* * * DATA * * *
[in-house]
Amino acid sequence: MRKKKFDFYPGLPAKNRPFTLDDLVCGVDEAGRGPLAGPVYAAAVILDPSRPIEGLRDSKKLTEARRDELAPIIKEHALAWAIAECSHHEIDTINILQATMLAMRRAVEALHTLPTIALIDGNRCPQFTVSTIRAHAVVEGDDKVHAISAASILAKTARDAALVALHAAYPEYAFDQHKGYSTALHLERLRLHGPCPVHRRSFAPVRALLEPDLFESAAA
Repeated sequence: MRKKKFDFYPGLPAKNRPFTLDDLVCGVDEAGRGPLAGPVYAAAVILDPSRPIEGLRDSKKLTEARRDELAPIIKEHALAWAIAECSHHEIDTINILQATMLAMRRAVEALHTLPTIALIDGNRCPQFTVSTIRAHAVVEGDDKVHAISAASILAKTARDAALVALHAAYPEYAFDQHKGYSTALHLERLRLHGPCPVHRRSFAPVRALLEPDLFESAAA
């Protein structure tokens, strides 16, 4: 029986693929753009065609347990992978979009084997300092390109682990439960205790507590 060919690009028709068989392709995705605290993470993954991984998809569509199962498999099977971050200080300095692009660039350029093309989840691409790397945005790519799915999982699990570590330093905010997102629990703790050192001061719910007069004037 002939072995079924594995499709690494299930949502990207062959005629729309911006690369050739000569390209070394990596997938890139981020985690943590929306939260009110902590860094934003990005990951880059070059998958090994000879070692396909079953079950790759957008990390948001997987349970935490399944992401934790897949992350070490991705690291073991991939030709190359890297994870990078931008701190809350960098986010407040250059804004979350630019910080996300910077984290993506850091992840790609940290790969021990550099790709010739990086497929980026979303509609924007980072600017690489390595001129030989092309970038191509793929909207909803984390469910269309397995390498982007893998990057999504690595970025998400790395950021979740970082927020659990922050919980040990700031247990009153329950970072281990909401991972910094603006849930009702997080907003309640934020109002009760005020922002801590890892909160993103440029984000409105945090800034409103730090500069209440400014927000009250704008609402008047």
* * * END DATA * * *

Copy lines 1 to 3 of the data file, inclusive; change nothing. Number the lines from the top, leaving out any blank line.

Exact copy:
[in-house]
Amino acid sequence: MRKKKFDFYPGLPAKNRPFTLDDLVCGVDEAGRGPLAGPVYAAAVILDPSRPIEGLRDSKKLTEARRDELAPIIKEHALAWAIAECSHHEIDTINILQATMLAMRRAVEALHTLPTIALIDGNRCPQFTVSTIRAHAVVEGDDKVHAISAASILAKTARDAALVALHAAYPEYAFDQHKGYSTALHLERLRLHGPCPVHRRSFAPVRALLEPDLFESAAA
Repeated sequence: MRKKKFDFYPGLPAKNRPFTLDDLVCGVDEAGRGPLAGPVYAAAVILDPSRPIEGLRDSKKLTEARRDELAPIIKEHALAWAIAECSHHEIDTINILQATMLAMRRAVEALHTLPTIALIDGNRCPQFTVSTIRAHAVVEGDDKVHAISAASILAKTARDAALVALHAAYPEYAFDQHKGYSTALHLERLRLHGPCPVHRRSFAPVRALLEPDLFESAAA